Salmon Board deplores unilateral decision by Lochaber salmon netsman to walk away from important conservation agreement

The Lochaber District Salmon Fishery Board (LDSFB) is condemning the actions of one local salmon netsman who has unilaterally terminated a conservation agreement in order to kill scarce spring salmon.

In 2009 a historic conservation agreement, brokered by LDSFB, was signed by all the major salmon proprietors in Lochaber – both rod and net fishing interests – to prevent the killing of any fish before June 1st by nets and before June 15th by rods for the next six years.

This agreement has now been broken by tenant netsman Sandy MacLachlan, the operator of the main net fishery in the District at Cuil Bay in Loch Linnhe, who began operations last week. This action by Mr MacLachlan has been sanctioned by the netting station’s owner Kim Malcolm.

Jon Gibb, Clerk to the LDSFB, commented: “The principle behind the ground-breaking 2009 agreement was that, if numbers of the important early-running salmon of Lochaber were to recover, then everyone had to make sacrifices, understanding that, without a recovery of spring salmon stocks, any further exploitation was both unwise and almost certainly unsustainable. Proprietors and angling club committees across Lochaber agreed to it as they understood that conservation was the absolute priority.”

Mr Gibb continued: “This whole agreement has now been thrown into jeopardy by the actions of those who appear not to appreciate that all fisheries have a common interest in protecting spring salmon stocks. We are informed that Mr MacLachlan is suffering ‘financial hardship’ because of not being able to net salmon until June. However, this claim is difficult to understand as he has only ever reported to the Scottish Government catching a handful of fish before June each year over the last two decades. During the main part of the season this one net fishery already kills more salmon every year than all the other rivers in the Loch Linnhe region put together, which makes this increase in exploitation all the more galling.”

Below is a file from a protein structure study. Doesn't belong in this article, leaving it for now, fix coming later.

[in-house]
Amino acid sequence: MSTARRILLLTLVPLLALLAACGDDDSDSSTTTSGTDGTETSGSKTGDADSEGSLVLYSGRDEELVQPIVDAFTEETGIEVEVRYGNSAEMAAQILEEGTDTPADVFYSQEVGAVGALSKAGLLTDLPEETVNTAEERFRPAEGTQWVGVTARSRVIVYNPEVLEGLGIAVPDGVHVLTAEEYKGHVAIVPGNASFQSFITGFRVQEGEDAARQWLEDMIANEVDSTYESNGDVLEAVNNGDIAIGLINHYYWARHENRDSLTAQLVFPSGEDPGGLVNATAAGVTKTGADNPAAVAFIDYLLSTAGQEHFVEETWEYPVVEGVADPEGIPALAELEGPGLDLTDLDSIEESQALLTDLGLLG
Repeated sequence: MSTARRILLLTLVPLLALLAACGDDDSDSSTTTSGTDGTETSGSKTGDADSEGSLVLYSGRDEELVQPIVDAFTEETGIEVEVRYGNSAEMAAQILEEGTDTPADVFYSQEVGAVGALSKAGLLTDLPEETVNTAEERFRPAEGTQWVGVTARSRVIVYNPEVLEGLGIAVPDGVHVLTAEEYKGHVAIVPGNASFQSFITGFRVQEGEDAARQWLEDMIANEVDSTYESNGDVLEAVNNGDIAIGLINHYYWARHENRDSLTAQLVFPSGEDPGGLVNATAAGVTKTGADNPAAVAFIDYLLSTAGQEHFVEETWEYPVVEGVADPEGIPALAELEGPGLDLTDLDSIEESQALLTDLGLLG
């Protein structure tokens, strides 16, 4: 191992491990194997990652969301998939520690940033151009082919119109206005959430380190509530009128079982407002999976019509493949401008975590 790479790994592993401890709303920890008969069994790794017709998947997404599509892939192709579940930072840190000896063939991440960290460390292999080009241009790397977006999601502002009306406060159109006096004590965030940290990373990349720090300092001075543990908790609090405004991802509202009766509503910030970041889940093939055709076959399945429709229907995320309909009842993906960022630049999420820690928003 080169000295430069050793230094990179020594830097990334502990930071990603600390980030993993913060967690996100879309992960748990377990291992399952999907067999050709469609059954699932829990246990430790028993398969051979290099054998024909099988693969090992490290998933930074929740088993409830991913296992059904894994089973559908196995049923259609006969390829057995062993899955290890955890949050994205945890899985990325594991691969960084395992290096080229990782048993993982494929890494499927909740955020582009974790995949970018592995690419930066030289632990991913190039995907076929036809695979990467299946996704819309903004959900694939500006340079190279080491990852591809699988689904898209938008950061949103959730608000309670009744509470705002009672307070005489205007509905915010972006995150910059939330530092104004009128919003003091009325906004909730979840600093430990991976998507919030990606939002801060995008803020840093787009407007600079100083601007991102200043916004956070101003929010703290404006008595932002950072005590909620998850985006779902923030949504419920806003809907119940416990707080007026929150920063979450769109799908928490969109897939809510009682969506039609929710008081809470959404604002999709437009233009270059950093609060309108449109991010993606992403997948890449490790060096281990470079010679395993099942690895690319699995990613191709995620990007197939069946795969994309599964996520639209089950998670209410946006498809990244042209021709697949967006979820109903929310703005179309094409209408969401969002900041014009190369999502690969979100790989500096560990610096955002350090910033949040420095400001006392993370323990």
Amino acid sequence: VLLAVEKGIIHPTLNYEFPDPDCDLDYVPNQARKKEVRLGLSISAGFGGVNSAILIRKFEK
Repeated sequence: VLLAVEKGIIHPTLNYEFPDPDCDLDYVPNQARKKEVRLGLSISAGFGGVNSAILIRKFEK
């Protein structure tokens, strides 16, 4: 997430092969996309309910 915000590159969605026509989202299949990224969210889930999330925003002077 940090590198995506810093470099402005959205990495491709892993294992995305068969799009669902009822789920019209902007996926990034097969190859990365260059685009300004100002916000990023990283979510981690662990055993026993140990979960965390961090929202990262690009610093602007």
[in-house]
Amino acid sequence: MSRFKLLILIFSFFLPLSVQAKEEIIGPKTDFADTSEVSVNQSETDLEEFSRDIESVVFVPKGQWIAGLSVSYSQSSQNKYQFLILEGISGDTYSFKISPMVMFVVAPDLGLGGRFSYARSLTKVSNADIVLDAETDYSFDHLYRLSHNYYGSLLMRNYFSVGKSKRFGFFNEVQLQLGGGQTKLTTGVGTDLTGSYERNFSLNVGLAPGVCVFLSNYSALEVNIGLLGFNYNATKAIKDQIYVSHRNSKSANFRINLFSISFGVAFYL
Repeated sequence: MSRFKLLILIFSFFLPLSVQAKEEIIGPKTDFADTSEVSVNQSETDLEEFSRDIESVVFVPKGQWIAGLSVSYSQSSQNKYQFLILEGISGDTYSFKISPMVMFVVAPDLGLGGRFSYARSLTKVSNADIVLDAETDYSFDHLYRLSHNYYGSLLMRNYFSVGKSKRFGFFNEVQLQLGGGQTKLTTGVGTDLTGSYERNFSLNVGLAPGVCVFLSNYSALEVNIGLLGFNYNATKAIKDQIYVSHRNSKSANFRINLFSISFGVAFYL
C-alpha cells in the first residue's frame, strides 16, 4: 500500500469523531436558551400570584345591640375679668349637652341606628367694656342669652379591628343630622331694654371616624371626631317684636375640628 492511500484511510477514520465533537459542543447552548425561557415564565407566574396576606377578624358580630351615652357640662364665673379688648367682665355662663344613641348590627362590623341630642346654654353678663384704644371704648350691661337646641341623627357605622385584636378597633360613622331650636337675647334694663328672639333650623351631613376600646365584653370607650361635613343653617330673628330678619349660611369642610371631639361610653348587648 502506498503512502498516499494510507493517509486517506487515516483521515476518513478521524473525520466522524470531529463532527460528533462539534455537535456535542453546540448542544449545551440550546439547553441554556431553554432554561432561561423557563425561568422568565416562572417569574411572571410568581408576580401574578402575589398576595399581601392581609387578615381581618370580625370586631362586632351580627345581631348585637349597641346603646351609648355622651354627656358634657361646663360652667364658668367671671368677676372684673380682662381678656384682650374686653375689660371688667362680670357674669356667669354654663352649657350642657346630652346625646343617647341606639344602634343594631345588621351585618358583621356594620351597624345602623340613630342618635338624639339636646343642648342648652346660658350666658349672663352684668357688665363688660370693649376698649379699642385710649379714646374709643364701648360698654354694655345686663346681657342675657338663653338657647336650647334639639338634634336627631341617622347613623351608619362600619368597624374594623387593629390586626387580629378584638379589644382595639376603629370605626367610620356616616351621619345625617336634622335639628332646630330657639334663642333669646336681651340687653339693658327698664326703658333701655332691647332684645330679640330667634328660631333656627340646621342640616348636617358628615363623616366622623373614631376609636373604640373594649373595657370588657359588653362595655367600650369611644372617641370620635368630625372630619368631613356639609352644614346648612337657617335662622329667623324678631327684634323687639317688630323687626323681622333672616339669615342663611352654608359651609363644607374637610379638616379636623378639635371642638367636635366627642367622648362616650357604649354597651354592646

Dr Alan Wells, Policy and Planning Director for the Association of Salmon Fishery Boards, commented: “The Association are extremely concerned by this recent development. The 2009 conservation agreement was a very welcome initiative which required all fisheries in the district to work together to protect fragile stocks of spring salmon. Scotland’s rod fisheries have taken conservation to heart in recent years. According to the preliminary official statistics for 2011, anglers released back into the water 73 % of all salmon caught and 91 % of the spring stock component. It sends out all the wrong signals, both nationally and internationally, if there are expansions in netting activity and the commercial exploitation of salmon stocks in Scotland – particularly very scarce west Highland spring salmon.”

Dr Wells added: “There are limitations to what Fishery Boards or other conservation organisations can do to prevent an increase in netting activity. In the absence of voluntary agreements the only course of action open to the LDSFB is an application to Scottish Minsters for conservation measures in order to protect these important spring fish. The Association will give full support to any such application from the LDSFB.”

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